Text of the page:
I’ve got YA books on the mind. Probably because I spent the better part of a week –and-a-half plowing through the “Twilight” book series. Here is my quick take on these books:
Twilight – Loved it. For the most part. Kind of lost me at the vampire baseball game (I can only suspend my disbelief for so long), but after reading all four I’ve decided this is my favorite.
New Moon– Mostly liked it but OMG really depressing to read for hundreds of pages about the hole in Bella’s chest. It did make me want to go to Italy, though.
Eclipse: Fight scene will be much better on film. Too much exposition.
Breaking Dawn: WTF?
I admit, I got kind of obsessed about the series while reading it. I had a feeling that would happen, which is why I tried really hard to avoid the books. In fact, as an alternative my pal Kate suggested I read “The Hunger Games” instead, but more on that in a minute.
I’m glad I read them. There is something fun in reading about teenage romance as an adult. First and foremost, I’ve been married for five years, and I was with the husband for six years before that. That’s 11 years for those of you not interested in doing the math. While I love and adore him, that new relationship, crazy-in-love thing … well let’s be honest, it kind of fades when you find yourself permanently sleep-deprived and out of time because there is a child (whom you also love and adore) that needs a lot of attention. With a fun read like this you get to re-live it in a sense. It’s similar to what the husband thought was an unhealthy fascination that I had with the series Dawson’s Creek (which, don’t know if I’ve mentioned before or not, does NOT stand the test of time). Oh I had such a crush on Joey and Pacey. And I think I did because it came at a time when I was missing those weird, awkward high-school years. Watching the series gave me that fix. And so the same goes with Twilight.
In addition to that guilty pleasure, now I get what the Team Edward/Team Jacob thing is all about. This pop-culture phenomenon is no longer lost on me. No, I won’t be visiting Forks, Wash. anytime soon, but at least I feel like I’m in on the jokes. I am not interested in figuring out the High School Musical/Hannah Montana/Jonas Brothers nonsense. But at least now I get Twilight.
Beyond the fan sites, there is a lot of talk about Edward & Bella’s relationship. One: Is Edward a stalker? Two: Is this actually an abusive relationship? Three: Is Bella’s “damsel-in-distress” character a poor role model for the young girls who are obsessed with these books? (I am waiting for college thesis papers to cover this topic, if they haven’t already) Four: Are you FOR REAL??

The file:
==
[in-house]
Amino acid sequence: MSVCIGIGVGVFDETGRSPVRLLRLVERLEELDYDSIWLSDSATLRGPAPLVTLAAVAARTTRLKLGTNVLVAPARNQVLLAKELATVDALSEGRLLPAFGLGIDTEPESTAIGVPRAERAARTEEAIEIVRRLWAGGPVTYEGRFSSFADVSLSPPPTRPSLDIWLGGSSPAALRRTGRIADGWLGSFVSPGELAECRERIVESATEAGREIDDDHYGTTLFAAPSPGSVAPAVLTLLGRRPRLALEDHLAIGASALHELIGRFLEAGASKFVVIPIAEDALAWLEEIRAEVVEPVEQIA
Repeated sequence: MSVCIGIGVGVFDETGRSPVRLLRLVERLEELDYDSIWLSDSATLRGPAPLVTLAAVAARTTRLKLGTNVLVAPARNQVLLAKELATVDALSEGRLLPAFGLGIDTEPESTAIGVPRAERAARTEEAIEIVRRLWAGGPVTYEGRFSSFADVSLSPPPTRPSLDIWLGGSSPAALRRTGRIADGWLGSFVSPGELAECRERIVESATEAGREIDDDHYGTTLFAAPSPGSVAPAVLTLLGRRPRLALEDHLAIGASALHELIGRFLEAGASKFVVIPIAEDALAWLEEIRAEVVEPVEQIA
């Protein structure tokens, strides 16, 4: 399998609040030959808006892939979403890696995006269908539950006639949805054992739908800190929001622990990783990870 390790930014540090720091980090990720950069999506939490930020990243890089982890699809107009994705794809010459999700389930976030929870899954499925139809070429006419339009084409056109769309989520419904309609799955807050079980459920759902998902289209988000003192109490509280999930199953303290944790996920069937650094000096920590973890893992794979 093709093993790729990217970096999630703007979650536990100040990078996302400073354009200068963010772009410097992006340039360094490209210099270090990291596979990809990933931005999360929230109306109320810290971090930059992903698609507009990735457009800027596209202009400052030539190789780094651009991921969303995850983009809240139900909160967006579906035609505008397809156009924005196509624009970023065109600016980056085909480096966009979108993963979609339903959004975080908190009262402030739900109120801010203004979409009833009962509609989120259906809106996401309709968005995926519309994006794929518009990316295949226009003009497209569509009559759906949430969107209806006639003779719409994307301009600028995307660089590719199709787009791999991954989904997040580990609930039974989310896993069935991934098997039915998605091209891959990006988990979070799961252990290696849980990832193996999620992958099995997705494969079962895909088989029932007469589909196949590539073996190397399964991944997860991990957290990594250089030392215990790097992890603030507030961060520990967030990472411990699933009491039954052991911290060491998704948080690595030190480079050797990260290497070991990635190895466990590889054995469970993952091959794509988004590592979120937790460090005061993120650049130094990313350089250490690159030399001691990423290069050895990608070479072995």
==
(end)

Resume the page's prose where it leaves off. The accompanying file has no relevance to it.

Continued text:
C’mon people. These are novels. Fiction. If I had a choice between my future tweenage daughter reading these FICTION novels and in the process discovering what eventually becomes a lifelong love of literature (please, please let my daughter become a bookworm!), or watching REALITY TV garbage like the Kardashians or Real Housewives, the choice is obvious.
Give the kids credit to recognize healthy and unhealthy relationships. Or, be ready to talk about them when the time comes. Twenty years ago it they would have been crazy about New Kids on the Block. Ten years ago it would have been N Sync or the Backstreet Boys. At least now these girls get some reading in alongside their swooning. And, they will grow out of it. We always do.
More importantly, when my daughter is done with Twilight, I have the opportunity to introduce to her a role model that I can be proud of. Maybe it’s Harry Potter and Hermione Granger. Or maybe it’s…
Katniss Everdeen from The Hunger Games! Now there is a kick-ass girl that I can stand behind. For those of you who haven’t read it, this futuristic view of a post-apocalyptic country pits teenager against teenager in a gladiator-type game. Social-class issues, love triangles, and yes, that confused I’m-a-teenager-what-the-heck-is-going-on type of situations arise. It is so easy to root for Katniss, the female heroine in this series because she is smart, independent, strong, and a fighter to the end. While some might consider Bella selfless (in that she makes choices to protect her parents and loved ones but are detrimental to her); Katniss truly is selfless, risking death to save her sister (as opposed to wanting to die to live forever with her vampire boyfriend).
As much as I loved reading Twilight and am looking forward to the movies (hey, I am also hooked on the Harry Potter and have been for nearly a decade), it’s the final book of The Hunger Games trilogy that I really can’t wait for. August 2010 can’t come soon enough. When push comes to shove, if I need to recommend a teenage girl one series, it won’t be Twilight. It will be The Hunger Games.
Some fun links I ran into while obsessing about Twilight:
Midnight Sun: Stephanie Meyer’s draft of 12 chapters of Twlight, as seen in Edward’s perspective.
Why Breaking Dawn Must Be Made Into a Movie: A funny (and accurate) – and R-rated- synopsis of “Breaking Dawn”
Vanity Fair article on RPattz. I read it (before reading Twilight) and actually got nervous for him. I began picturing a dim future for him a la River Phoenix. But Cathy assured me he’s grounded enough and that if it gets too crazy he’ll just leave Hollywood. Phew.
Next topic: Why all the talk about Team Edward & Team Jacob & Team Bella? Where is Team Alice? Of all the characters from that series, I want Alice as my BFF. For reals.